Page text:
‘Protecting’ the institution of marriage

Craig Pirner

Tuesday, President Bush assumed his “President” face (you know the one) to announce his endorsement of a Constitutional amendment banning gay marriage. Protecting marriage is just that important, the President, er, ‘reasoned.’

Not surprisingly, the TV pundits had a heyday. Dr. James Dobson, founder of the conservative group Focus on the Family, was interviewed by Aaron Brown on CNN’s “Newsnight.” Dobson’s comments are a classic case of double-speak:

Dobson: What [gay marriage] means is that the definition of marriage will mean everything. And when it means everything, it means nothing.

Brown: Are you more accepting of the idea of civil unions, something that provides the same legal guarantees of marriage, but under a different word?

Dobson: No, that’s what we call quasi-marriage….I’ve already mentioned that the so-called rights issue can be dealt with. But just don’t call it marriage.

Let’s, finally, be clear: most of the advocates of a constitutional amendment banning gay marriage-including the amendment’s author, conservative kook Rep. Marilyn Musgrave-would just as happily ban gays altogether. Their way of dealing with that pesky “so-called rights issue” is the constitutional sanctioning of discrimination. Bush has officially joined their camp.

Despite Dobson’s admonishment to treat all people “compassionately,” his organization’s website is laden with the classic claims against gays: homosexuality is fake, a result of confusion; gays are actively recruiting young boys in schools into a lifestyle of sex, drugs and cosmology; gays are having rampant oral sex with multiple partners in the restroom just off Main Street, USA. My favorite section is the “bookstore,” which includes titles like A Parents’ Guide to Preventing Homosexuality and Dark Obsession: The Tragedy and Threat of the Homosexual Lifestyle. The Family Research Council, another Bush favorite, claims that gays are disease-laden. I even learned about the perilous “Gay Bowel Syndrome” (I’ve assume it’s closely related to “Bush Bowel Syndrome,” which involves a large pole of some sort). If that’s not enough compassion for you, be sure to purchase your ticket to “Love Won Out,” Dobson’s “dynamic one-day conference addressing, understanding, and preventing homosexuality.” It’s sad that you’ll be exploring such dark issues in sunny Pensacola, Fla.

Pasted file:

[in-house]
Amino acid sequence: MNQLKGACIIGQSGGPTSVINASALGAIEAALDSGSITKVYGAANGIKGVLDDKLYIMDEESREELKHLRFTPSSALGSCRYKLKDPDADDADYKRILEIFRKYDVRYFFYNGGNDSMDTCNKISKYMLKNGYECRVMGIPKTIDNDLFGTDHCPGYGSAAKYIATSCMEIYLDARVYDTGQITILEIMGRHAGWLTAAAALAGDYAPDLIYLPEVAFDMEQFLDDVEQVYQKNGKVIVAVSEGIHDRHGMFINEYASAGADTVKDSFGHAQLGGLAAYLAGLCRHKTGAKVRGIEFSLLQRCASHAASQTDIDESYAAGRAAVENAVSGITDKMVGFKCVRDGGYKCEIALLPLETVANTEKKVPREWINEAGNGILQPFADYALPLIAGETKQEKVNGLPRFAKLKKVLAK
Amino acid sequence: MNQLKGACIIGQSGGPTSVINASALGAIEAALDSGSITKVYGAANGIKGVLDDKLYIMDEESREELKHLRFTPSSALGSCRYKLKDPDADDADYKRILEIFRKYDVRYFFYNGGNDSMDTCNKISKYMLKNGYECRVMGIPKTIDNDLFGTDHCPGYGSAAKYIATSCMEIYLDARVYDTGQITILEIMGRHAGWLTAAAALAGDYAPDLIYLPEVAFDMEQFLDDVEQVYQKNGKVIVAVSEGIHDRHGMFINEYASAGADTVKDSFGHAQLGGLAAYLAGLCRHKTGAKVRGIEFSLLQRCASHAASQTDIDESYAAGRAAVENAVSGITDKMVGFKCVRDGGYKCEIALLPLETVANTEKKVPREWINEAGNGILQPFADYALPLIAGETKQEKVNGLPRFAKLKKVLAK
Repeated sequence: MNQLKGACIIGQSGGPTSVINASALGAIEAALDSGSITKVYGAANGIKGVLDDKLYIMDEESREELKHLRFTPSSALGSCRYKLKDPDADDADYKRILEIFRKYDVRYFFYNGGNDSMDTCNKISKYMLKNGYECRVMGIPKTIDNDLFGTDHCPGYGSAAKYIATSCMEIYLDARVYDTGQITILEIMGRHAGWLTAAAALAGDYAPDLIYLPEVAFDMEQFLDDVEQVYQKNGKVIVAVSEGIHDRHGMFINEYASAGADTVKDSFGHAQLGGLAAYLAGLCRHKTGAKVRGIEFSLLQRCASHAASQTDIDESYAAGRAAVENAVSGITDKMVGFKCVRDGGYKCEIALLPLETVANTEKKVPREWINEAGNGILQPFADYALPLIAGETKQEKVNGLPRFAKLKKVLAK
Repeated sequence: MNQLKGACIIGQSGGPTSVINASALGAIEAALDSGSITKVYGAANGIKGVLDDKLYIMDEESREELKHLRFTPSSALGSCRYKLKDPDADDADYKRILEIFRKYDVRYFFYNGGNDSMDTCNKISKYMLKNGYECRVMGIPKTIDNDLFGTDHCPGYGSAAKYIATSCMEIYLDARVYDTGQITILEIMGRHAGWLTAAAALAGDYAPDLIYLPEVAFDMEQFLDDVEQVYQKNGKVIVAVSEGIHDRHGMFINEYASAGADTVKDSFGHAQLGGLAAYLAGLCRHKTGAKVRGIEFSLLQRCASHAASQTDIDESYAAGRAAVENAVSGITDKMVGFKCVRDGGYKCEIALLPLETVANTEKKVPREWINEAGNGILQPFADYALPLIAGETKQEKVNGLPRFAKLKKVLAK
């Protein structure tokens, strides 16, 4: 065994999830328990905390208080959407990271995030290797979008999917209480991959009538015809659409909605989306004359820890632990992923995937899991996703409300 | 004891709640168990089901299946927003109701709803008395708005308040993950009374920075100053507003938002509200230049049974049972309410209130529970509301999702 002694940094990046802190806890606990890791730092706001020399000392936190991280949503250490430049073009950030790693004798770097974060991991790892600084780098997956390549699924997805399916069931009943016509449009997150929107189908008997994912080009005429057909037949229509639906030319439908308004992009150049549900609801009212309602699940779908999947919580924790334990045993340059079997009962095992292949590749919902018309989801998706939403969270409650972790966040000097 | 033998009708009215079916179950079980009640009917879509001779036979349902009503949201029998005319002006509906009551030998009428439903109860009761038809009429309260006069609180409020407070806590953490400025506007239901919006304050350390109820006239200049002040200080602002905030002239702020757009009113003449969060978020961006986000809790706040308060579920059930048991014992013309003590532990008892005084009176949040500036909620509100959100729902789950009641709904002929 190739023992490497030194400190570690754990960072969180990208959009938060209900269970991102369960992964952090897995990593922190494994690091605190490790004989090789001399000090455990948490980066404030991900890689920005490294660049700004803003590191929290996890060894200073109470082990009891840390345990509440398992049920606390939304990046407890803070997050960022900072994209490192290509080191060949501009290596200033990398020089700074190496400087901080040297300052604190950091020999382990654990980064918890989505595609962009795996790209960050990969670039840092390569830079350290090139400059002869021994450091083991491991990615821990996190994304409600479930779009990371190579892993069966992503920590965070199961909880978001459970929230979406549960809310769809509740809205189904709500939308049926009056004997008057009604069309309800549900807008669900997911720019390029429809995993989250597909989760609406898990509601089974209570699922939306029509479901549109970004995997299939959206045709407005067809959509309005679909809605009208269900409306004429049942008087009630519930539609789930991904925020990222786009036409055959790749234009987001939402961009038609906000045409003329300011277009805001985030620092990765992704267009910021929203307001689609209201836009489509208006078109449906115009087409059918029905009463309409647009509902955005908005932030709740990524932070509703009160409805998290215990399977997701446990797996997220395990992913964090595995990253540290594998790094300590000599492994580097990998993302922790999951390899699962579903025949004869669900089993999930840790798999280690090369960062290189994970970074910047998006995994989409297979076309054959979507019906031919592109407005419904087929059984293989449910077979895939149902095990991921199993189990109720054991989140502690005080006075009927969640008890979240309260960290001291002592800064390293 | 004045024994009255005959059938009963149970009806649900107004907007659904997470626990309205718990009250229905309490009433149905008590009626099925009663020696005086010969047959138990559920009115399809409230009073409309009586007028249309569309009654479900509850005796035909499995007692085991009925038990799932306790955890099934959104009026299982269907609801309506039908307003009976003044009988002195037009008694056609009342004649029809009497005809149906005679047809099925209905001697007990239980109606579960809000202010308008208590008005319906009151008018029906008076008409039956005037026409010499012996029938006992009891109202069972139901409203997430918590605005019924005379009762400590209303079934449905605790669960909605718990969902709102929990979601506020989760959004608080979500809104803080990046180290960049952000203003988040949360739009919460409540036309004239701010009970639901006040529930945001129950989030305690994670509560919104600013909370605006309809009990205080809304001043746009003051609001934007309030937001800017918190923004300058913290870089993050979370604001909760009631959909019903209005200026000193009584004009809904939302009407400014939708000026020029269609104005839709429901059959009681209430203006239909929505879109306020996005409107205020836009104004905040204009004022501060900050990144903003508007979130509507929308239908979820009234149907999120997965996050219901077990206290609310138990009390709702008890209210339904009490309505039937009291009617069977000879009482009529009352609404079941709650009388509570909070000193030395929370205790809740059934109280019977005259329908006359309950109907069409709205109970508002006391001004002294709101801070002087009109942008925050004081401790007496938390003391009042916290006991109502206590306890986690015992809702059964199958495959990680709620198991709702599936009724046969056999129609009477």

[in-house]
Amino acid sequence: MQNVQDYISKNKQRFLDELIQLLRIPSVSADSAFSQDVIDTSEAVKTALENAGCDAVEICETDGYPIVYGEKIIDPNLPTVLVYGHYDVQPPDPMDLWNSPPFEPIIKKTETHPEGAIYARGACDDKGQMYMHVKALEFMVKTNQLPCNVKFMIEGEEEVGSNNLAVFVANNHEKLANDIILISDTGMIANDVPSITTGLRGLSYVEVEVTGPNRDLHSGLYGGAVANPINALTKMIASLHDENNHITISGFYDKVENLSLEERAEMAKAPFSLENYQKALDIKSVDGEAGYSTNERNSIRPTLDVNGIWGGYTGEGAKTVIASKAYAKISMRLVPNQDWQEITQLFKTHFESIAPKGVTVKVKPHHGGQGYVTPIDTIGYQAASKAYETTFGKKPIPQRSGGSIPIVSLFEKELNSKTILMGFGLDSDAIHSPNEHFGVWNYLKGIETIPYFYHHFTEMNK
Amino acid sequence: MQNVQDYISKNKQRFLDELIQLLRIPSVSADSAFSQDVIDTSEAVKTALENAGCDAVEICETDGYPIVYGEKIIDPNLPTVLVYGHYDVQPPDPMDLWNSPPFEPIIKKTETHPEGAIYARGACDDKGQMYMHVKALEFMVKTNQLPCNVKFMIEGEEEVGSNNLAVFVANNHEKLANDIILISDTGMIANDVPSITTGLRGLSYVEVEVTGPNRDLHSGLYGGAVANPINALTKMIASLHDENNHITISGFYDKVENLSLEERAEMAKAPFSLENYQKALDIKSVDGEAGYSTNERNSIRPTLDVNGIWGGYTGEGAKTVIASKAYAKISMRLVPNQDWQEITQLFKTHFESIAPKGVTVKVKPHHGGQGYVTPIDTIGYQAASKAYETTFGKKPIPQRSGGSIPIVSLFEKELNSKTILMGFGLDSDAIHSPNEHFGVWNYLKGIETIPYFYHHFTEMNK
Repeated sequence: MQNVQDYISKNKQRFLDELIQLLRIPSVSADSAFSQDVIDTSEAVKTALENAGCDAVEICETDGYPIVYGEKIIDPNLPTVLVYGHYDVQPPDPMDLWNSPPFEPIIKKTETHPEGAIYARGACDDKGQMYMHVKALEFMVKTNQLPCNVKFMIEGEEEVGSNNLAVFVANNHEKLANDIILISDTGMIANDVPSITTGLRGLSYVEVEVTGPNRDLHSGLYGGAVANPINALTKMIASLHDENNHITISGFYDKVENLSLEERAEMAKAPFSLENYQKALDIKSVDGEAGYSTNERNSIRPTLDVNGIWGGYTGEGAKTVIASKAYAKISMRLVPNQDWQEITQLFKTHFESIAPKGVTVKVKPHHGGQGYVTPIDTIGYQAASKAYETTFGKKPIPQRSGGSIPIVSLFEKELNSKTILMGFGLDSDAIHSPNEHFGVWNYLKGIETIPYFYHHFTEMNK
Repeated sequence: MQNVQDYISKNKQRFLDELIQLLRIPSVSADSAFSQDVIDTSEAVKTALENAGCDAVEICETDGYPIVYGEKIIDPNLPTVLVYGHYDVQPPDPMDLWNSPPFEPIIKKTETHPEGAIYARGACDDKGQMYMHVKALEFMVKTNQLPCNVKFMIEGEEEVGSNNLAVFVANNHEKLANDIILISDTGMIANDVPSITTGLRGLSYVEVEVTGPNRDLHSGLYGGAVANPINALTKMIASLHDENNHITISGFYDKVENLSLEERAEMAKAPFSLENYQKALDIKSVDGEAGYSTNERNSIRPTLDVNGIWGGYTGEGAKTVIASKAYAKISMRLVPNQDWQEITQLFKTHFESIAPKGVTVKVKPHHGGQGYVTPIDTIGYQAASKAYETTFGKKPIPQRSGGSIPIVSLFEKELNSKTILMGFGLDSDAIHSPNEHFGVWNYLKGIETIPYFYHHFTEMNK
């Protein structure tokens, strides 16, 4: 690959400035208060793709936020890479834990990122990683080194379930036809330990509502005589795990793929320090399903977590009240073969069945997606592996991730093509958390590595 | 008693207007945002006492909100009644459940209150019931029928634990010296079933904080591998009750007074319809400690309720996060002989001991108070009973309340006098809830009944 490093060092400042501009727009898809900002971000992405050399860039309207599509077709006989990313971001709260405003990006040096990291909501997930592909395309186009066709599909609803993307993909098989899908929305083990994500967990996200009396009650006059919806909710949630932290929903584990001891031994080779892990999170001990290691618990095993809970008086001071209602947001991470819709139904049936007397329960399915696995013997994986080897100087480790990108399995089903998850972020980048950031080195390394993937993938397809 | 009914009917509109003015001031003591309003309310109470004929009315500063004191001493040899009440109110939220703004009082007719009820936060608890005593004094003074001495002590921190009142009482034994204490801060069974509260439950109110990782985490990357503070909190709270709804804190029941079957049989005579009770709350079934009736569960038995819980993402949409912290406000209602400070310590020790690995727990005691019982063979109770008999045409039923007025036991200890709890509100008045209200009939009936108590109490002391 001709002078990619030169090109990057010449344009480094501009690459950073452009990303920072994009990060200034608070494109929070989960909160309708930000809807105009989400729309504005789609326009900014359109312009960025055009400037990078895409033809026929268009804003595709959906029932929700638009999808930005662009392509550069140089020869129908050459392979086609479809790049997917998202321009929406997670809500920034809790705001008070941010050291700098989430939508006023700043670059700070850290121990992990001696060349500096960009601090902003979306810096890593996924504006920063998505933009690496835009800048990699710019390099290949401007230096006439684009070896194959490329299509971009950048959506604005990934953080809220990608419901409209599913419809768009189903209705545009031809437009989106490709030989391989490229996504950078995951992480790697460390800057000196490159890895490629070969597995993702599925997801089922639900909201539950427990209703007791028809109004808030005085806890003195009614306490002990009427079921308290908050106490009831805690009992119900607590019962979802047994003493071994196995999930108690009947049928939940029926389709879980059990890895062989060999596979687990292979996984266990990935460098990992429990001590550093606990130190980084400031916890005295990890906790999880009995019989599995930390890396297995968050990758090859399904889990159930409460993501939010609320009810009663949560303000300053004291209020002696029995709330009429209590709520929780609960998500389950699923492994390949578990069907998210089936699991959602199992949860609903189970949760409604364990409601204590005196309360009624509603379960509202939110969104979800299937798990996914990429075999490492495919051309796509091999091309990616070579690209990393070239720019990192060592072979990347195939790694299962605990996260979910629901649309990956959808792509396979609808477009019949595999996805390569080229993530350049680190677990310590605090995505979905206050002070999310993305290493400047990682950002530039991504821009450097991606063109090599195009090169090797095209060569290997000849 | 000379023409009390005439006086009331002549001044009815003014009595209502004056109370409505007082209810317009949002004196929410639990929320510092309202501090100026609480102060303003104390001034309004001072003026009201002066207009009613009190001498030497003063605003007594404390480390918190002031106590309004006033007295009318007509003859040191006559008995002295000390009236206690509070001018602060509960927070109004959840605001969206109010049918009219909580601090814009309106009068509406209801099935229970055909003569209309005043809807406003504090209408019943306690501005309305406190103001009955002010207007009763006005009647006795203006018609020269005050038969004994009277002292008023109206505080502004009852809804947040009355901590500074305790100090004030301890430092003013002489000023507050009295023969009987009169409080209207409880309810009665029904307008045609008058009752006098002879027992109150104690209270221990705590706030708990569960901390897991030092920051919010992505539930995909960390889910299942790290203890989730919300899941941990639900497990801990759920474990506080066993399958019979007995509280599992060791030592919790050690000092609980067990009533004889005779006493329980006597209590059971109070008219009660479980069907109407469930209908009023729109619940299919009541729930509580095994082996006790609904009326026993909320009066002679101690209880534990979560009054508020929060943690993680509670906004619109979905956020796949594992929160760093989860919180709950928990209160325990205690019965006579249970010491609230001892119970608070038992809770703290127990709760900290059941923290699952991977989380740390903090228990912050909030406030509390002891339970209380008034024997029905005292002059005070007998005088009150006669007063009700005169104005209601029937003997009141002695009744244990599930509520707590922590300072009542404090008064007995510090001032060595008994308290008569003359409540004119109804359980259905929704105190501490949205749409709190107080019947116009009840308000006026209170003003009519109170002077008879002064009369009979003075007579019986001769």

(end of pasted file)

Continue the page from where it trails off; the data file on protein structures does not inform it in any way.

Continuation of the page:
As it turns out, Bush, Dobson and Musgrave are about as compassionate as Jerry Falwell. Their rhetoric-insidiously disguised in the form of books, conferences and “compassionate conservatism”-makes it pretty clear that they believe “God hates fags,” too. The thing is, their proposed Constitutional amendment will do far more harm than any hateful sign Jerry Falwell waves at the next gay funeral.

Since Constitutional war has been declared, I’d love to ask the Bush administration and their allies a few questions.

Bush surely feels the Founding Fathers are on his side. If I could, I’d ask James Madison if he thought his marriage was threatened when Thomas Jefferson slept with slaves.

I’d like to ask FCC chairman Michael Powell if he thinks there should be a Constitutional amendment banning boobs-gay men just might go for that one!

I’d like to ask CIA director George Tenet if he’s enjoying being out of media spotlight for a few days, since his boss apparently thinks that protecting marriage is more important than obtaining intelligence that actually prevents terrorist attacks (or does Bush just think it’s more likely to win him votes now that polls show Kerry and Edwards beating him?).

I’d like to ask Lynne Cheney if she bought A Parents’ Guide to Preventing Homosexuality after she learned her daughter was a lesbian. Or, did Dr. Dobson give her a complimentary copy?

Now that we’ve had a few gay weddings in San Francisco, I’d like to ask Laura Bush if she feels her marriage with George is threatened by all of those couples outside City Hall. If she does, how does she protect herself when Lynne Cheney’s daughter and her partner come over for dinner? Will her love for George be stronger after she knows the Constitution bans such blasphemy?

If you cannot tell, I’m a bit confused why Bush, Dobson, Musgrave and all of the representatives who have endorsed her amendment think that the remote marriage of two men or two women threatens their spiritual well-being. I’m even more befuddled how a Constitutional amendment banning gay marriage will make them feel any more blessed.

I do know that passage of the marriage amendment would make them feel vindicated, because constitutional banning of gay marriage is about as close to banning gays as they’ll get. And thank God for that.

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